Another World Malaria Day? Celebrating Mosquito Nets!

Post date: Apr 24, 2010 10:20:41 PM

On the occasion of another celebration of World Malaria Day(25th April), Malaria ‘experts’ and NGO allies will be moving from one media house to another trumpeting the benefits of using mosquito nets and organizing various events to mark the day.


Volunteer Partnerships for West Africa and NGO News Africa, the authoritative news portal dedicated to NGOs in Africa, wish to unequivocally express its dismay at the continuous and abysmal projects currently on-going across sub-Saharan Africa to tackle the menace.


On this day, we shall witness various malaria control agencies that are trumpeting their successes on the use  of mosquito nets in the claimed reduction of malaria and the  loud voices calling for cash injections into Malaria programmes.


The Roll Back Malaria (RBM), I expect, will use the platform to call for renewal of commitment and partnerships from governments and donors to support their Global Malaria Action Plan. But  we deem current interventions as marginally effective and unsustainable. There is the need for critical thinking to stop the insanity of pursuing strategies that will in no way result in a malaria-free society in our part of the world. Twelve people dying every day from malaria is catastrophic to Ghana’s national development and it is disheartening to hear claims that ‘Ghana’s malaria situation is stable’.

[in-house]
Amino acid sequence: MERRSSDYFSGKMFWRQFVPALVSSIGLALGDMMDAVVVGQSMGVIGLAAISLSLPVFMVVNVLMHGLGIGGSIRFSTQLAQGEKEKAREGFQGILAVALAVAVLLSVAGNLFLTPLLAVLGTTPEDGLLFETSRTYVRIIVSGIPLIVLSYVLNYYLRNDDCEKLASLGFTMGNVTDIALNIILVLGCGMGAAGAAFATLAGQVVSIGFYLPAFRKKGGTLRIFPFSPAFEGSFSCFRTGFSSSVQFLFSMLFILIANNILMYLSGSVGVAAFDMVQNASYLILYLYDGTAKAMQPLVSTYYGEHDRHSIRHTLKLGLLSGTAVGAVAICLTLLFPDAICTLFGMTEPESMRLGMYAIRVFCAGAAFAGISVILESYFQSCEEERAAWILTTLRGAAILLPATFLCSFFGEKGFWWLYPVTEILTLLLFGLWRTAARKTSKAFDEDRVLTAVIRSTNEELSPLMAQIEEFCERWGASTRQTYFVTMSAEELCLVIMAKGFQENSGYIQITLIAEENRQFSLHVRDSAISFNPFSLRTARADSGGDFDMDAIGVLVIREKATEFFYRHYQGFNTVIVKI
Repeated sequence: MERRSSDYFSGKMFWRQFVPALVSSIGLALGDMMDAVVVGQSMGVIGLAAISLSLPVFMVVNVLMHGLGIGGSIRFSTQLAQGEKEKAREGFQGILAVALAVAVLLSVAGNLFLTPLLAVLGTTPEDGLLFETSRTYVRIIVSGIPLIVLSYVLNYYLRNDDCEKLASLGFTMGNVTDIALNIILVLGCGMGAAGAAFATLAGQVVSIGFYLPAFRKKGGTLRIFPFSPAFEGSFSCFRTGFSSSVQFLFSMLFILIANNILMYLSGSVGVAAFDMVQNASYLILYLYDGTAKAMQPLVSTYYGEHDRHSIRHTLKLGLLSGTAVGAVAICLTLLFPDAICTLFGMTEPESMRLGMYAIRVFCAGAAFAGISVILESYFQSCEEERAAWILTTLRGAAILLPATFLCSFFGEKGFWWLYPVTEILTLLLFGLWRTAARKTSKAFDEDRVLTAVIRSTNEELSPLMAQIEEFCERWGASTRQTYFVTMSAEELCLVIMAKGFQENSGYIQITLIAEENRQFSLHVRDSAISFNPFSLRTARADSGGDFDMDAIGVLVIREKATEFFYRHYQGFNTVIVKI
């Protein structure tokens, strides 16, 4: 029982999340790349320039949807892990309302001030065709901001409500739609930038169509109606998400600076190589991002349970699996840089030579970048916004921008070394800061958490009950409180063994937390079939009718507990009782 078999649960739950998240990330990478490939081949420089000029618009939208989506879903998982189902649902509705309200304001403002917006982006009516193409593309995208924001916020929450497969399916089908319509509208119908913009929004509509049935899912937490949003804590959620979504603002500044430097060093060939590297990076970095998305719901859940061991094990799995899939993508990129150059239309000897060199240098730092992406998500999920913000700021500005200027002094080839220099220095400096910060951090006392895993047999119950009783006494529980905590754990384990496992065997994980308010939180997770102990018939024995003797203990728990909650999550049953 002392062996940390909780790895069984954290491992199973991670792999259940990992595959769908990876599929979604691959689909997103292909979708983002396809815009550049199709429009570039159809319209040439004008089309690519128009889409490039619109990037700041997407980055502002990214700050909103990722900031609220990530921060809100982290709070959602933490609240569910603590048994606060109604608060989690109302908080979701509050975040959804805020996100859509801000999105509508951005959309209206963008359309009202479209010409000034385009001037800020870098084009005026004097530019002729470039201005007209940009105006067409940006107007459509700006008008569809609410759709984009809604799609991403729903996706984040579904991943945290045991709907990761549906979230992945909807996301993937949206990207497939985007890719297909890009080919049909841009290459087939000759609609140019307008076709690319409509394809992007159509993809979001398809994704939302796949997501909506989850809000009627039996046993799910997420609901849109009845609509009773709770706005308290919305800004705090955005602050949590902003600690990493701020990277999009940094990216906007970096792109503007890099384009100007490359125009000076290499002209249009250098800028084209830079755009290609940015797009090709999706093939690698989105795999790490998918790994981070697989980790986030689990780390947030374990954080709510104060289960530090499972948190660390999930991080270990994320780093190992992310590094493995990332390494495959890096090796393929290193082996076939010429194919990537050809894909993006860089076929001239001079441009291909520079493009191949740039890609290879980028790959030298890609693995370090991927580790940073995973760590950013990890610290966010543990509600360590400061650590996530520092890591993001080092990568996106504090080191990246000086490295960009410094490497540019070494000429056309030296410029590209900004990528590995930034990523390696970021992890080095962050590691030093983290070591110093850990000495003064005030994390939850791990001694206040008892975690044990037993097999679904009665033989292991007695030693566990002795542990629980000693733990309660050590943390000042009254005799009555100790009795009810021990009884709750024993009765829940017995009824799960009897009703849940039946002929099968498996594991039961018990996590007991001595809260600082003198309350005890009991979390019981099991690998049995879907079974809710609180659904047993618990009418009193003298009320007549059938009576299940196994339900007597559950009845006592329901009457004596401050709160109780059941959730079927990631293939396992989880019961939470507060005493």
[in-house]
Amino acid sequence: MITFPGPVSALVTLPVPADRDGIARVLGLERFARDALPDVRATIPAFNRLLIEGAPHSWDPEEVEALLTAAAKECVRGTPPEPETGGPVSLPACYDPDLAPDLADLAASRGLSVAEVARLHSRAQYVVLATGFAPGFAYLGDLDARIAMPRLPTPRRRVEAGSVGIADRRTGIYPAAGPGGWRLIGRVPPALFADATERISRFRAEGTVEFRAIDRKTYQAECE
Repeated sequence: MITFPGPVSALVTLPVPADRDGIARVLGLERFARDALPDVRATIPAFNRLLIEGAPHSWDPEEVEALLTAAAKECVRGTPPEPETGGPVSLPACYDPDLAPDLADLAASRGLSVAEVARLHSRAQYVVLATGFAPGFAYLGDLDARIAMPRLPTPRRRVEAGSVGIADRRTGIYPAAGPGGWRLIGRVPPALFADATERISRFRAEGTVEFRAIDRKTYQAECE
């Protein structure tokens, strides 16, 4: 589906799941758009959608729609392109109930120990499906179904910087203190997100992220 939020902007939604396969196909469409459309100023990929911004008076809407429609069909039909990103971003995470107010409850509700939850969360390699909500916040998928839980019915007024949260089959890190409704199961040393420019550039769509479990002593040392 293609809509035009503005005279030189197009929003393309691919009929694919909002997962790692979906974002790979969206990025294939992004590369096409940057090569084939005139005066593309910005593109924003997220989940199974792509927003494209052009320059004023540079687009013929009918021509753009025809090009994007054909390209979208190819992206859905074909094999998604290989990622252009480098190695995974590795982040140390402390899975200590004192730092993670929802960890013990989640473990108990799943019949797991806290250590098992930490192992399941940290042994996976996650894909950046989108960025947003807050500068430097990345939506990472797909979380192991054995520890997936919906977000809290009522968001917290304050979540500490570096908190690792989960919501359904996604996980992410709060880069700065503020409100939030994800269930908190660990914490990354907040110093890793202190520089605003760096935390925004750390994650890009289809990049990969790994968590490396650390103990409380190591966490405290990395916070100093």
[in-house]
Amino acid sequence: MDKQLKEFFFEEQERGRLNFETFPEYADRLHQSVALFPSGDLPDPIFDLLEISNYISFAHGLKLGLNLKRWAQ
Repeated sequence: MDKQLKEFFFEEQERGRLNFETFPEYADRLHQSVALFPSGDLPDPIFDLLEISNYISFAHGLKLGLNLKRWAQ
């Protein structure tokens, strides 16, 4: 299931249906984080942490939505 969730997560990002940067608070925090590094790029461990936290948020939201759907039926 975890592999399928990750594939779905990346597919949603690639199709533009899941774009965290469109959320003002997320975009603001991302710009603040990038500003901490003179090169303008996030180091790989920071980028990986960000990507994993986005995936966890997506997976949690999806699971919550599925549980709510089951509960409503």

Research has found that, mosquito nets and Indoor Residual Spraying are only 25% effective, respectively. Studies  carried out  in some parts of West Africa show that 38% of anopheles mosquito bites occur outdoors. As a consequence, bed nets and Indoor Residual Spraying will never break the malaria transmission cycle.


We want to use this platform to call for a discerning overview of current strategies before the situation in Ghana and the rest of Africa gets out of hand.

Since 2007 when World Malaria Day was first celebrated, malaria still continuous to kill two people every minute globally and in Ghana two people  every four hours. Three years on and the situation has not changed. ! Our proposal for an efficient aerial spraying programme may be  seen expensive and is claimed to be environmentally-unfriendly but no one has been able to come up with an effective way to halt the menace.


A word to a wise, is enough!


Hayford Siaw

Executive Director- Volunteer Partnerships for West Africa

Editor-In-Chief – NGO News Africa.

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